Hurricane season is the season of unpredictability, but an established emergency response ensures small business owners a level of control. We may be in hurricane season now, but it’s not too late to begin your preparations. If you are in an area frequented by storms, a plan can prevent financial loss, facility damage and organizational shutdowns.
An emergency response plan catered to a hurricane considers everything that could go wrong if your business is in an evacuation zone for a storm. Power outages, facility damage, supply chain shortage, employee loss and lack of access to your finances are all possible occurrences and should be addressed in your plan.
Every small business’s emergency response plan should include:
- A business continuity plan – Maintaining operational services is the main goal for any small business during a natural disaster. A business continuity plan establishes a process for continuing operations and identifies a disaster-recovery team of employees that know your business best. Those team members are assigned specific tasks and responsibilities to handle before and when disaster strikes. This plan includes a business impact analysis identifying the potential fiscal effects to the business if operational services cease.
Testing this plan is just as important as the development. Conduct quarterly walkthroughs and encourage employees to give feedback, ensuring all gaps are identified and remedied. Try randomly conducting these tests by not giving employees notice to see the rapidness of team members response and the understanding of their role in the operation.
Define your expectations for team performance before conducting random tests of your emergency response plan. What elements of the plan do you want to see performed first? Where do you want to see improvement during the hypothetical scenario? These expectations should be communicated continuously, especially when testing is random. Thorough testing involves leadership giving a clear, detailed scenario to operate under. Define where the storm is, the category of the storm, and projected path and damages.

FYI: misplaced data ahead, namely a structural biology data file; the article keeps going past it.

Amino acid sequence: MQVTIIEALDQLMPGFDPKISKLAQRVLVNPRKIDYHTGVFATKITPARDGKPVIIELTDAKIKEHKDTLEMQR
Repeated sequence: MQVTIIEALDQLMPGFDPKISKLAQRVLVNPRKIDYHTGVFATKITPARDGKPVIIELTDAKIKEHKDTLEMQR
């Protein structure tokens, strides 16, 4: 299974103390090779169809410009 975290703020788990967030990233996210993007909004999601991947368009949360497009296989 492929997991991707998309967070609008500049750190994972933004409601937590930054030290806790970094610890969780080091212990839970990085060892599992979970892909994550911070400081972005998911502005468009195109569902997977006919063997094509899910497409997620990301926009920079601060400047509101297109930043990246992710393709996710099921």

- Alternative operational location – A back-up site should be determined. This location will be utilized to continue operations during the disaster. The facility should be 50 – 100 miles away from the current organization’s location to lower the chances of both locations being affected. This location should, ideally, have a generator, computers and other necessary technologies. Back up your data to this location’s database to ensure all necessary information is available to continue operations. A copy of the plan should be accessible to all employees.
Understanding what your alternative location needs requires operation managers to walk through fully operational facilities and identify necessities for every location. The same managers should visit the alternative location and ensure every necessity has a place well before the storm season.
- Employee communication plan – Establishing a tested plan for reliable methods and channels for employee communication is essential during a natural disaster. Know where your employees are located and if they are in an evacuation zone. Communicate your evacuation expectations beforehand so employees know exactly what is expected of them if they are forced to relocate.
Like everything in your emergency response plan, these communication methods need to be tested. Encourage employees to regularly check these channels and include instructions in onboarding materials for how to access.
- Vendor agreements – Communicating with your vendors before a storm removes any needless worry on both sides during hurricane season. Develop a document that includes all vendors and their emergency contact information. Set expectations ahead of time with customers so they are aware of what your emergency response plan includes. Contact all vendors as soon as the emergency plan is initiated and keep them updated on business operations.
The key to an effective emergency response plan for small businesses is to ingrain all factors into the culture and onboarding for the organization. Familiarizing employees with the plan on day one removes the worry of your team forgetting them when the plan is needed most. Be transparent with your team and emphasize the importance of this plan being successfully implemented in an emergency.
First Horizon Bank offers financial services that allow small businesses to brave any storm. We have products and services to prepare you for the potential financial impact of natural disasters. Preparation is key to coming out of this hurricane season stronger than ever. Ensure your business is protected by acting proactively.
Lawrence Hatch is the Central Florida market president for First Horizon Bank. Hatch and his team utilize and introduce a comprehensive suite of private wealth management and commercial banking solutions. He has worked in the financial services industry since 1999 as a Portfolio Manager, Wealth Advisor and Market president covering commercial, retail, private client, and music, sports and entertainment.